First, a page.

Neither do you have to necessarily belong to the community to support their cause. I can support the Black civil rights movement, even though they are not Muslim or follow Muslim practices. Similarly, I can realise the struggle of the LGBTQ movement and choose to celebrate a day where the members of those community were granted legal equality.

These people have suffered massive amounts of persecution for centuries, all for the right to freely love who they want to and to be legally recognised for doing so, to enjoy all legal benefits that are enjoyed by any other couple.

It may not be religiously permitted in Islam but neither is consuming alcohol or charging interest. Why is nobody crying out on Facebook that every single person in the world supporting the banking system deserves to die or that the United States of America will be doomed because consuming alcohol is legal there?

Why is all our hate focused towards a clearly marginalised group of people? People who clearly don’t have a choice, who are biologically wired to be who they are and who only want the right to live as who they are. How can we deem any behaviour to be natural, normative or normal? If God chose to create somebody a certain way, who are we to question God?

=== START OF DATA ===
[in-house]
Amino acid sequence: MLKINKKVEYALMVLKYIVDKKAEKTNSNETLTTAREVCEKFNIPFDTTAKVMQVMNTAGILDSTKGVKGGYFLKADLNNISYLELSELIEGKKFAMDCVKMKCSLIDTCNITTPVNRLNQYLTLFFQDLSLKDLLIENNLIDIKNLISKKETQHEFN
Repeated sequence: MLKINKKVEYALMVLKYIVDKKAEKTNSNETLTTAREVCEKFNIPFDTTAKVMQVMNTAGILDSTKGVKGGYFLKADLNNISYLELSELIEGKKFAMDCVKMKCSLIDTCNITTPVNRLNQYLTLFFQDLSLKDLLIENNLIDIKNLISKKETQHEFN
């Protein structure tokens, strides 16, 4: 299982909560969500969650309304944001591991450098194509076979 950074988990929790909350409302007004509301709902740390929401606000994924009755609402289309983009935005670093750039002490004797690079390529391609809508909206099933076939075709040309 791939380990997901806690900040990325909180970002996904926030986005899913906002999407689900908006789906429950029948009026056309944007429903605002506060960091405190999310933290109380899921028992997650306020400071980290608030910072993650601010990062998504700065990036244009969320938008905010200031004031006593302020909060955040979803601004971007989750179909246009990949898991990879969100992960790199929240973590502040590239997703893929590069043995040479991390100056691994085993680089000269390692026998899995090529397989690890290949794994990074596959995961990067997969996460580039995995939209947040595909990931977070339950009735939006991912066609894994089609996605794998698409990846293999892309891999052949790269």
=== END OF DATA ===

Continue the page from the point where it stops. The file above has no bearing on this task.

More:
Rather than predicting doom and gloom, let’s practice humility and realise that none of us know better than God. I missed the Game of Thrones episode where Hamza Ali Abbasi was denoted to be the high septum of Pakistan but his comparison of homosexuality and incest is completely unfounded. I do not support or celebrate incest, but incest was essential to create humanity. No rule is absolute, therefore, we should be careful before presuming to speak on behalf of God.

Humility would mean that anytime we are faced with the choice to choose between choosing to love and choosing to hate, we should always opt for love. Unfortunately, the amount of hate in Pakistan has sky rocketed over the past few years. There are rallies against the celebration of festivals; everything is declared haram (forbidden) in the name of religion, without realising that Islam is an inclusive religion. It is a religion of peace and acceptance, not militarism.